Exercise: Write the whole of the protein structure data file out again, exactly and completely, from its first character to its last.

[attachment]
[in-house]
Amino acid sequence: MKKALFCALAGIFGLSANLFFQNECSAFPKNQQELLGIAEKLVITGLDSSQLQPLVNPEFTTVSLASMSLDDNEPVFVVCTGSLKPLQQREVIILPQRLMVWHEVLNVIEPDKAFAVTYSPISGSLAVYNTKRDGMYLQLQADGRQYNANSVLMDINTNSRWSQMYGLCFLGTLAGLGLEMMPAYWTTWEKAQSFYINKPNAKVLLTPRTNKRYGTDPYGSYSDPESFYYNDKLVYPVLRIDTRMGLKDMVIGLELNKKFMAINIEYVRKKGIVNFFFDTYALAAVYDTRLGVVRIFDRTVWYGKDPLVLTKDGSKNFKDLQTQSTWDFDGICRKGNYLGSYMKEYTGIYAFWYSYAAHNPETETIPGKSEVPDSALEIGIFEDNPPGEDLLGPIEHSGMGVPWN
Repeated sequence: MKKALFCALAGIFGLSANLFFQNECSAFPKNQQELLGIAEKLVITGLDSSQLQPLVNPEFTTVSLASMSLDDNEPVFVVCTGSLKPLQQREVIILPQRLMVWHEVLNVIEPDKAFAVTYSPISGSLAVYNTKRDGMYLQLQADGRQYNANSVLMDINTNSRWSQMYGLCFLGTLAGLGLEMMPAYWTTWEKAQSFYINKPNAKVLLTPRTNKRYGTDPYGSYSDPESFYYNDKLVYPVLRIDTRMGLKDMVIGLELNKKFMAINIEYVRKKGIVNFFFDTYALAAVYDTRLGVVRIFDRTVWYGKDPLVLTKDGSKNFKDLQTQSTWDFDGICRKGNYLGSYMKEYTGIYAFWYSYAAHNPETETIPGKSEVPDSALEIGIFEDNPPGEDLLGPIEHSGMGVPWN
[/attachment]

[in-house]
Amino acid sequence: MKKALFCALAGIFGLSANLFFQNECSAFPKNQQELLGIAEKLVITGLDSSQLQPLVNPEFTTVSLASMSLDDNEPVFVVCTGSLKPLQQREVIILPQRLMVWHEVLNVIEPDKAFAVTYSPISGSLAVYNTKRDGMYLQLQADGRQYNANSVLMDINTNSRWSQMYGLCFLGTLAGLGLEMMPAYWTTWEKAQSFYINKPNAKVLLTPRTNKRYGTDPYGSYSDPESFYYNDKLVYPVLRIDTRMGLKDMVIGLELNKKFMAINIEYVRKKGIVNFFFDTYALAAVYDTRLGVVRIFDRTVWYGKDPLVLTKDGSKNFKDLQTQSTWDFDGICRKGNYLGSYMKEYTGIYAFWYSYAAHNPETETIPGKSEVPDSALEIGIFEDNPPGEDLLGPIEHSGMGVPWN
Repeated sequence: MKKALFCALAGIFGLSANLFFQNECSAFPKNQQELLGIAEKLVITGLDSSQLQPLVNPEFTTVSLASMSLDDNEPVFVVCTGSLKPLQQREVIILPQRLMVWHEVLNVIEPDKAFAVTYSPISGSLAVYNTKRDGMYLQLQADGRQYNANSVLMDINTNSRWSQMYGLCFLGTLAGLGLEMMPAYWTTWEKAQSFYINKPNAKVLLTPRTNKRYGTDPYGSYSDPESFYYNDKLVYPVLRIDTRMGLKDMVIGLELNKKFMAINIEYVRKKGIVNFFFDTYALAAVYDTRLGVVRIFDRTVWYGKDPLVLTKDGSKNFKDLQTQSTWDFDGICRKGNYLGSYMKEYTGIYAFWYSYAAHNPETETIPGKSEVPDSALEIGIFEDNPPGEDLLGPIEHSGMGVPWN